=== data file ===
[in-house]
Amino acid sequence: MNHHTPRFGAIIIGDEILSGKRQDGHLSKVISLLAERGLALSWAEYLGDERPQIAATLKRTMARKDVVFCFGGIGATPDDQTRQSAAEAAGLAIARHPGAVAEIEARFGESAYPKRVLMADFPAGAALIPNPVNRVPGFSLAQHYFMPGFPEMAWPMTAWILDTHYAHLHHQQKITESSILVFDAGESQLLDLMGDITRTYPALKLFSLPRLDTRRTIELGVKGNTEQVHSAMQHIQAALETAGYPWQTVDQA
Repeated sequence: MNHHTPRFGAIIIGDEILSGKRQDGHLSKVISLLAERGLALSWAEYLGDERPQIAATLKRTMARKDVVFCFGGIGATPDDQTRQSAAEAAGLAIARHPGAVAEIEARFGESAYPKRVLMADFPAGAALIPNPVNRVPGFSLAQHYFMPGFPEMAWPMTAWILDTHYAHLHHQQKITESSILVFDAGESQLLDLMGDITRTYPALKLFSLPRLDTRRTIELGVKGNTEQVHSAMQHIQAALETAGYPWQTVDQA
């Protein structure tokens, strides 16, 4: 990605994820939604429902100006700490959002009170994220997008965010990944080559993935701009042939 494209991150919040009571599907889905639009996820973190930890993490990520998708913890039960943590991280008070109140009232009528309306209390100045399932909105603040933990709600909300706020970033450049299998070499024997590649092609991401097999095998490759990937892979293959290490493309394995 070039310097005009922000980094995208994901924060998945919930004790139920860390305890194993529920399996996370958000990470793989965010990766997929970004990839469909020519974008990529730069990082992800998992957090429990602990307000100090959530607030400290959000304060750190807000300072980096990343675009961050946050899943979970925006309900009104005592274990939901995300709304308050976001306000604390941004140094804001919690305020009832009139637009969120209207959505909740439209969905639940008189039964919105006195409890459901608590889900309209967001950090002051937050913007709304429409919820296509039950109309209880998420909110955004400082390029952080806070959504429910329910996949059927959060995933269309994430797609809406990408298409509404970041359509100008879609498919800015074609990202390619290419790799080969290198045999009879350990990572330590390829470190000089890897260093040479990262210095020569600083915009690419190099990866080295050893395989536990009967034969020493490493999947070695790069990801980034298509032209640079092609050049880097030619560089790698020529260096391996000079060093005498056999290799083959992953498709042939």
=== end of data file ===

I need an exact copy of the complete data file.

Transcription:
[in-house]
Amino acid sequence: MNHHTPRFGAIIIGDEILSGKRQDGHLSKVISLLAERGLALSWAEYLGDERPQIAATLKRTMARKDVVFCFGGIGATPDDQTRQSAAEAAGLAIARHPGAVAEIEARFGESAYPKRVLMADFPAGAALIPNPVNRVPGFSLAQHYFMPGFPEMAWPMTAWILDTHYAHLHHQQKITESSILVFDAGESQLLDLMGDITRTYPALKLFSLPRLDTRRTIELGVKGNTEQVHSAMQHIQAALETAGYPWQTVDQA
Repeated sequence: MNHHTPRFGAIIIGDEILSGKRQDGHLSKVISLLAERGLALSWAEYLGDERPQIAATLKRTMARKDVVFCFGGIGATPDDQTRQSAAEAAGLAIARHPGAVAEIEARFGESAYPKRVLMADFPAGAALIPNPVNRVPGFSLAQHYFMPGFPEMAWPMTAWILDTHYAHLHHQQKITESSILVFDAGESQLLDLMGDITRTYPALKLFSLPRLDTRRTIELGVKGNTEQVHSAMQHIQAALETAGYPWQTVDQA
């Protein structure tokens, strides 16, 4: 990605994820939604429902100006700490959002009170994220997008965010990944080559993935701009042939 494209991150919040009571599907889905639009996820973190930890993490990520998708913890039960943590991280008070109140009232009528309306209390100045399932909105603040933990709600909300706020970033450049299998070499024997590649092609991401097999095998490759990937892979293959290490493309394995 070039310097005009922000980094995208994901924060998945919930004790139920860390305890194993529920399996996370958000990470793989965010990766997929970004990839469909020519974008990529730069990082992800998992957090429990602990307000100090959530607030400290959000304060750190807000300072980096990343675009961050946050899943979970925006309900009104005592274990939901995300709304308050976001306000604390941004140094804001919690305020009832009139637009969120209207959505909740439209969905639940008189039964919105006195409890459901608590889900309209967001950090002051937050913007709304429409919820296509039950109309209880998420909110955004400082390029952080806070959504429910329910996949059927959060995933269309994430797609809406990408298409509404970041359509100008879609498919800015074609990202390619290419790799080969290198045999009879350990990572330590390829470190000089890897260093040479990262210095020569600083915009690419190099990866080295050893395989536990009967034969020493490493999947070695790069990801980034298509032209640079092609050049880097030619560089790698020529260096391996000079060093005498056999290799083959992953498709042939």